This section is from the book "The Gardener's Monthly And Horticulturist V21", by Thomas Meehan. See also: Four-Season Harvest: Organic Vegetables from Your Home Garden All Year Long.
Messrs. Aguste VanGeert & Co., Ghent, Belgium, have issued a beautiful colored lithograph of this new double Azalea, which really seems a great step in advance, though new Azeleas are very abundant. The flowers are represented as four inches across, crimson, rose, with mottled white on the edges. The interior petals are numerous as in Double Petunias, and of the same shades of color as in the five very broad outer petals.
This is an attractive little plant for a stove or intermediate house. The foliage is small, and the plant is very dwarf; the flowers are pale yellow, the perianth segments being faintly streaked with orange near the base. It succeeds in a pan three to four inches deep with a soil of peat, loam, and sand, and requires good drainage. It is a native of Fernando Po. - Journal of Horticulture.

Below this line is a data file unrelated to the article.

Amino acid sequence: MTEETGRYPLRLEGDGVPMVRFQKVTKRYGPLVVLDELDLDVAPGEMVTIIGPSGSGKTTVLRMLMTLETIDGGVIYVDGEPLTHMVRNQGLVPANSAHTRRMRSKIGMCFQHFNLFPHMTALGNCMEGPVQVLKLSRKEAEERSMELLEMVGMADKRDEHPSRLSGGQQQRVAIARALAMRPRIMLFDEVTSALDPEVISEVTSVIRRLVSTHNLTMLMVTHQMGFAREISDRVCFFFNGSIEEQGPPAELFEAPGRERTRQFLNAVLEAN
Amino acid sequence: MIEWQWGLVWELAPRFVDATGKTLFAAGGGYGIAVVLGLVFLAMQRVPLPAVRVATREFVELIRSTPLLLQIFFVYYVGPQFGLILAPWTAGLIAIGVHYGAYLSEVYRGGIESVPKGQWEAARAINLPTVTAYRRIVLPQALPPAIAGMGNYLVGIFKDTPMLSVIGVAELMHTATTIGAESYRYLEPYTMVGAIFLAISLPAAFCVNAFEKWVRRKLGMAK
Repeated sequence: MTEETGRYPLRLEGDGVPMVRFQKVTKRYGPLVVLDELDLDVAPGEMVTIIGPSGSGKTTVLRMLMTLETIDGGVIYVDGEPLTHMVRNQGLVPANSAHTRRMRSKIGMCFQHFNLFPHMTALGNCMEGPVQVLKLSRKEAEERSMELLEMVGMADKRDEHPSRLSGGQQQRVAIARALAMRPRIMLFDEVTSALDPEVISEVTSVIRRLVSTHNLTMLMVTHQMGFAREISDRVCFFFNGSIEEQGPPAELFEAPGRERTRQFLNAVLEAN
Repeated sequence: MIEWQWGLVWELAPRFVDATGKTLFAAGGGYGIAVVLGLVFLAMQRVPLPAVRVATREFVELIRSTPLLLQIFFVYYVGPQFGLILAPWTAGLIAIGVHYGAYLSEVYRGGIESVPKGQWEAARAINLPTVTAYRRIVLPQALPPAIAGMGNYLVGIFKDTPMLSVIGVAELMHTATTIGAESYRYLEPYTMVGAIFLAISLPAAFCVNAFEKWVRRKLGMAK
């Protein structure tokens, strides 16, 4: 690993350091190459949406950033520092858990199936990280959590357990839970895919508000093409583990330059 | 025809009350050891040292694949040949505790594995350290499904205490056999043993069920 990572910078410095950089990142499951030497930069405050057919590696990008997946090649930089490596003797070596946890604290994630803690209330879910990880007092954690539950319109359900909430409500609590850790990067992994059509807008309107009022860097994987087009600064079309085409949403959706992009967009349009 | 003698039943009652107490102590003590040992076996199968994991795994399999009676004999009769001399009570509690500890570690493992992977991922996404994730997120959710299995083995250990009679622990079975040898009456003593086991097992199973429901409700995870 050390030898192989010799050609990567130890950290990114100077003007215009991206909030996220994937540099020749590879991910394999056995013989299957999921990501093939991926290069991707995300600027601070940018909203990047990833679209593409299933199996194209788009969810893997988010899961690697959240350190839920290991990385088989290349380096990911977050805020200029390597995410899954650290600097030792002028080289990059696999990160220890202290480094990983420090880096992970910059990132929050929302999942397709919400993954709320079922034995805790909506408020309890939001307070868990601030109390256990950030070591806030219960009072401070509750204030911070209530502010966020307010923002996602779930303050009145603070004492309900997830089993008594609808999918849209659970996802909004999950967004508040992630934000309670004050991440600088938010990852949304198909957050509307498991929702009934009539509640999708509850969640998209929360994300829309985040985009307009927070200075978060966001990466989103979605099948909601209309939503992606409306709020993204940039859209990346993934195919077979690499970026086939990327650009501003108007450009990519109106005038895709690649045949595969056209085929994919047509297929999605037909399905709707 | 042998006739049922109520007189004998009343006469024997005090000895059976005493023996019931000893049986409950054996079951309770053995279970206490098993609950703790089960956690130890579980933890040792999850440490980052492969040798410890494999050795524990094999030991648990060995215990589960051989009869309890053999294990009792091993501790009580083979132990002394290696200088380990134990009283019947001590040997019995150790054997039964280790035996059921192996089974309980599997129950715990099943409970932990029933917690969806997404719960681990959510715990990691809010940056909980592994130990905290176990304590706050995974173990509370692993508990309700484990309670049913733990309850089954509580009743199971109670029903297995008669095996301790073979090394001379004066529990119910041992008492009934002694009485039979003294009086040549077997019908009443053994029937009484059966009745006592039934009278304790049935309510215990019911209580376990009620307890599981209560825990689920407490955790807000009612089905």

The improved Camelias still continue popular in England. Some seedlings by Mr. C. M. Hovey, of Cambridge, Mass., have been well received; and plants of them sold by auction have brought good prices.
C.E.P., asks : "Have any readers of the Gardeners' Monthly succeeded in raising Mesembryanthemum cordi-folium varigatum or Coboea scandens variegata from seed?"
C. E. P., inquires: "Will you please inform me through the Gardeners' Monthly what is the difference between Abu-tilon Mesopolamicum and A. vexillarium? I always supposed that they were the same, but in the catalogue of the Greenbrook and Pater-son Nurseries for 1879, I notice that they are described as different and distinct varieties. In what respect do they differ ? And in what respect does A. vexillarium differ from A. vexillarium brillatissimum? Is it an improvement in name only?"
J. W. H. Ardmore, Pa., asks : "Can any one give a remedy for rust on Gloxinias?" It is one of the most serious enemies to the culture of this beautiful tribe of plants; and is much worse to contend with than the rust on Verbenas. It has compelled many to wholly give up growing them, and we are sorry to say that no remedy is known.
G. T., St. Louis. "Enclosed you will find two seedlings we raised. If they keep good, tell me what you think of them through the Gardeners' Monthly".
[Dry cotton is not good for packing flowers. They were dry as hay by the time they reached here. - Ed. G. M].